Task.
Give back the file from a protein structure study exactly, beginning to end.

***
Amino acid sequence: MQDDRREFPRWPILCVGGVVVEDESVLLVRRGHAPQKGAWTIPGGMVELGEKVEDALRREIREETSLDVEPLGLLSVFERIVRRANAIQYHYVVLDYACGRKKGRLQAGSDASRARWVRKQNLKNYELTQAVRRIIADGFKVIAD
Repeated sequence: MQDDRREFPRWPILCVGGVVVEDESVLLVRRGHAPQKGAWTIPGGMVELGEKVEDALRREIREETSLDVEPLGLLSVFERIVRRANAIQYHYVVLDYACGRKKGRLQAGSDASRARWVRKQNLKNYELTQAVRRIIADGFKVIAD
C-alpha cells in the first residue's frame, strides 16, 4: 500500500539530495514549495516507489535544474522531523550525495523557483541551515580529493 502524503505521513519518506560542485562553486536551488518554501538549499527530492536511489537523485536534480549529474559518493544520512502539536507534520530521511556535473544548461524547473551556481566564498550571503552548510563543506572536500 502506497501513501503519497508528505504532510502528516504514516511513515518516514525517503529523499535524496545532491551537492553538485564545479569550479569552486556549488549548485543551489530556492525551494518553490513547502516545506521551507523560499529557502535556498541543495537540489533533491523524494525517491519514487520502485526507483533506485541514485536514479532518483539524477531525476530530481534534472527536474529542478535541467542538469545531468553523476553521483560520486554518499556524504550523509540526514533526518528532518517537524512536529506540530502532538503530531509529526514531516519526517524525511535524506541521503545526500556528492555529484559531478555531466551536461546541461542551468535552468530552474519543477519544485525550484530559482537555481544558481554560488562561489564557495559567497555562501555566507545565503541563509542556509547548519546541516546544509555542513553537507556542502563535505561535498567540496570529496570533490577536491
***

Amino acid sequence: MQDDRREFPRWPILCVGGVVVEDESVLLVRRGHAPQKGAWTIPGGMVELGEKVEDALRREIREETSLDVEPLGLLSVFERIVRRANAIQYHYVVLDYACGRKKGRLQAGSDASRARWVRKQNLKNYELTQAVRRIIADGFKVIAD
Repeated sequence: MQDDRREFPRWPILCVGGVVVEDESVLLVRRGHAPQKGAWTIPGGMVELGEKVEDALRREIREETSLDVEPLGLLSVFERIVRRANAIQYHYVVLDYACGRKKGRLQAGSDASRARWVRKQNLKNYELTQAVRRIIADGFKVIAD
C-alpha cells in the first residue's frame, strides 16, 4: 500500500539530495514549495516507489535544474522531523550525495523557483541551515580529493 502524503505521513519518506560542485562553486536551488518554501538549499527530492536511489537523485536534480549529474559518493544520512502539536507534520530521511556535473544548461524547473551556481566564498550571503552548510563543506572536500 502506497501513501503519497508528505504532510502528516504514516511513515518516514525517503529523499535524496545532491551537492553538485564545479569550479569552486556549488549548485543551489530556492525551494518553490513547502516545506521551507523560499529557502535556498541543495537540489533533491523524494525517491519514487520502485526507483533506485541514485536514479532518483539524477531525476530530481534534472527536474529542478535541467542538469545531468553523476553521483560520486554518499556524504550523509540526514533526518528532518517537524512536529506540530502532538503530531509529526514531516519526517524525511535524506541521503545526500556528492555529484559531478555531466551536461546541461542551468535552468530552474519543477519544485525550484530559482537555481544558481554560488562561489564557495559567497555562501555566507545565503541563509542556509547548519546541516546544509555542513553537507556542502563535505561535498567540496570529496570533490577536491